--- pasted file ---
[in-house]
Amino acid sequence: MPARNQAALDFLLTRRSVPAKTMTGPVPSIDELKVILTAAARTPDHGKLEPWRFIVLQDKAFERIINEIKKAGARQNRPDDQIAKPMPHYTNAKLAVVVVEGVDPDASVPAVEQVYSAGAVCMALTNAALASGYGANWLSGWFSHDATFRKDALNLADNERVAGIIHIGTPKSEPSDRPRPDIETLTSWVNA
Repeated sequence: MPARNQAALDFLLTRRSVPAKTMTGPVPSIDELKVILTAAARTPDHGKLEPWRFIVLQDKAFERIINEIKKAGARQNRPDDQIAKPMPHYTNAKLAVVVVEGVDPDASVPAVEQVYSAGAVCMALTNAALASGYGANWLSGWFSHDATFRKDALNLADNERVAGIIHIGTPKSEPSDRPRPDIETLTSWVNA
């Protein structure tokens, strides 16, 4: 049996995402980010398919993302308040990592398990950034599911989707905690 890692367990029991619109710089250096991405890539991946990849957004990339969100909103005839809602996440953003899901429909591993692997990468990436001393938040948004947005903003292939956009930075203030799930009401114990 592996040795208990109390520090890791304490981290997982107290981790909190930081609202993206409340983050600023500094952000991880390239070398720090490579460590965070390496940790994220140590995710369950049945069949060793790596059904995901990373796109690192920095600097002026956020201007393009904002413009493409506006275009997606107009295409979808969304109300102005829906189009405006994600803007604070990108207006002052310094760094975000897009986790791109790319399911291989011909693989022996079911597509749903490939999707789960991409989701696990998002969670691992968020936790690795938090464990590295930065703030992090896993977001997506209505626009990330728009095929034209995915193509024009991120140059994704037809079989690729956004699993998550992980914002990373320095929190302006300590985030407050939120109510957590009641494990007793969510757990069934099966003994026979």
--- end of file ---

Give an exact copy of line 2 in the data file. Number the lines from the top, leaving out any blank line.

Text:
Amino acid sequence: MPARNQAALDFLLTRRSVPAKTMTGPVPSIDELKVILTAAARTPDHGKLEPWRFIVLQDKAFERIINEIKKAGARQNRPDDQIAKPMPHYTNAKLAVVVVEGVDPDASVPAVEQVYSAGAVCMALTNAALASGYGANWLSGWFSHDATFRKDALNLADNERVAGIIHIGTPKSEPSDRPRPDIETLTSWVNA